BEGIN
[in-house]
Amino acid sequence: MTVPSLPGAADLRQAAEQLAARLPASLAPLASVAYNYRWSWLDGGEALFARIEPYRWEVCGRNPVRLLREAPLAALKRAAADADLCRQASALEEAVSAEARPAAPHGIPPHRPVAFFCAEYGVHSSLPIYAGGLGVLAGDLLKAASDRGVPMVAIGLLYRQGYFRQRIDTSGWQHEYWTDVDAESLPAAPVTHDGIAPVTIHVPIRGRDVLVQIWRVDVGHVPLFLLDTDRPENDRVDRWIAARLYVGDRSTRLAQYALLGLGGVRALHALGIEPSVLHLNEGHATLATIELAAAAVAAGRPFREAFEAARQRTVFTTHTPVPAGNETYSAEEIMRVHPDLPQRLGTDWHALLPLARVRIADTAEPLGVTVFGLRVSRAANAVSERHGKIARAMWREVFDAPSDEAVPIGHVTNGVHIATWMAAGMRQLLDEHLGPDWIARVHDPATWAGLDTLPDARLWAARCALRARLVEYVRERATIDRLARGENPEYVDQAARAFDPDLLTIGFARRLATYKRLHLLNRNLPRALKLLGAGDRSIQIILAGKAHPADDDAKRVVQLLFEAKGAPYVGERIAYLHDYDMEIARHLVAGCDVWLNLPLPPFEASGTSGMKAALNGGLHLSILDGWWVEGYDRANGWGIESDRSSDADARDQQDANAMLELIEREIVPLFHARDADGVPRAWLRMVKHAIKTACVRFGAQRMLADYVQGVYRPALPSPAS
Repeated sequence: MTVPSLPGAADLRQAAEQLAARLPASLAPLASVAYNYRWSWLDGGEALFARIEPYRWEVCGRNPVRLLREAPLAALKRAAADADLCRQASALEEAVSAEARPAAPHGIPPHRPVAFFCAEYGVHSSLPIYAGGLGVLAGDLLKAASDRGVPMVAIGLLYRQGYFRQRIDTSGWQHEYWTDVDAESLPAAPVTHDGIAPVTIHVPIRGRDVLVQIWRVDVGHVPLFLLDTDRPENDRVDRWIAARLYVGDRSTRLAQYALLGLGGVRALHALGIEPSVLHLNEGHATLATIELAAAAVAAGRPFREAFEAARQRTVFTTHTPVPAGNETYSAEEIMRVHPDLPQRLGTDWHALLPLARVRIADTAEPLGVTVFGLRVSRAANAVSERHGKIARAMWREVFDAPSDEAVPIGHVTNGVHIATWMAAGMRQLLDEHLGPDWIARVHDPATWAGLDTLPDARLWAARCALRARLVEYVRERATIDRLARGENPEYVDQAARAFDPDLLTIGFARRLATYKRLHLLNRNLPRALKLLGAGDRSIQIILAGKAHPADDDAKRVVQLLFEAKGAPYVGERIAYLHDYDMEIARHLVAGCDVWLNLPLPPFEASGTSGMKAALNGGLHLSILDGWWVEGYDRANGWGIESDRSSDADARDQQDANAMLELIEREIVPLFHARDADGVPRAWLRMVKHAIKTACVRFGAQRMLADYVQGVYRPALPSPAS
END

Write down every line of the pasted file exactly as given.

[in-house]
Amino acid sequence: MTVPSLPGAADLRQAAEQLAARLPASLAPLASVAYNYRWSWLDGGEALFARIEPYRWEVCGRNPVRLLREAPLAALKRAAADADLCRQASALEEAVSAEARPAAPHGIPPHRPVAFFCAEYGVHSSLPIYAGGLGVLAGDLLKAASDRGVPMVAIGLLYRQGYFRQRIDTSGWQHEYWTDVDAESLPAAPVTHDGIAPVTIHVPIRGRDVLVQIWRVDVGHVPLFLLDTDRPENDRVDRWIAARLYVGDRSTRLAQYALLGLGGVRALHALGIEPSVLHLNEGHATLATIELAAAAVAAGRPFREAFEAARQRTVFTTHTPVPAGNETYSAEEIMRVHPDLPQRLGTDWHALLPLARVRIADTAEPLGVTVFGLRVSRAANAVSERHGKIARAMWREVFDAPSDEAVPIGHVTNGVHIATWMAAGMRQLLDEHLGPDWIARVHDPATWAGLDTLPDARLWAARCALRARLVEYVRERATIDRLARGENPEYVDQAARAFDPDLLTIGFARRLATYKRLHLLNRNLPRALKLLGAGDRSIQIILAGKAHPADDDAKRVVQLLFEAKGAPYVGERIAYLHDYDMEIARHLVAGCDVWLNLPLPPFEASGTSGMKAALNGGLHLSILDGWWVEGYDRANGWGIESDRSSDADARDQQDANAMLELIEREIVPLFHARDADGVPRAWLRMVKHAIKTACVRFGAQRMLADYVQGVYRPALPSPAS
Repeated sequence: MTVPSLPGAADLRQAAEQLAARLPASLAPLASVAYNYRWSWLDGGEALFARIEPYRWEVCGRNPVRLLREAPLAALKRAAADADLCRQASALEEAVSAEARPAAPHGIPPHRPVAFFCAEYGVHSSLPIYAGGLGVLAGDLLKAASDRGVPMVAIGLLYRQGYFRQRIDTSGWQHEYWTDVDAESLPAAPVTHDGIAPVTIHVPIRGRDVLVQIWRVDVGHVPLFLLDTDRPENDRVDRWIAARLYVGDRSTRLAQYALLGLGGVRALHALGIEPSVLHLNEGHATLATIELAAAAVAAGRPFREAFEAARQRTVFTTHTPVPAGNETYSAEEIMRVHPDLPQRLGTDWHALLPLARVRIADTAEPLGVTVFGLRVSRAANAVSERHGKIARAMWREVFDAPSDEAVPIGHVTNGVHIATWMAAGMRQLLDEHLGPDWIARVHDPATWAGLDTLPDARLWAARCALRARLVEYVRERATIDRLARGENPEYVDQAARAFDPDLLTIGFARRLATYKRLHLLNRNLPRALKLLGAGDRSIQIILAGKAHPADDDAKRVVQLLFEAKGAPYVGERIAYLHDYDMEIARHLVAGCDVWLNLPLPPFEASGTSGMKAALNGGLHLSILDGWWVEGYDRANGWGIESDRSSDADARDQQDANAMLELIEREIVPLFHARDADGVPRAWLRMVKHAIKTACVRFGAQRMLADYVQGVYRPALPSPAS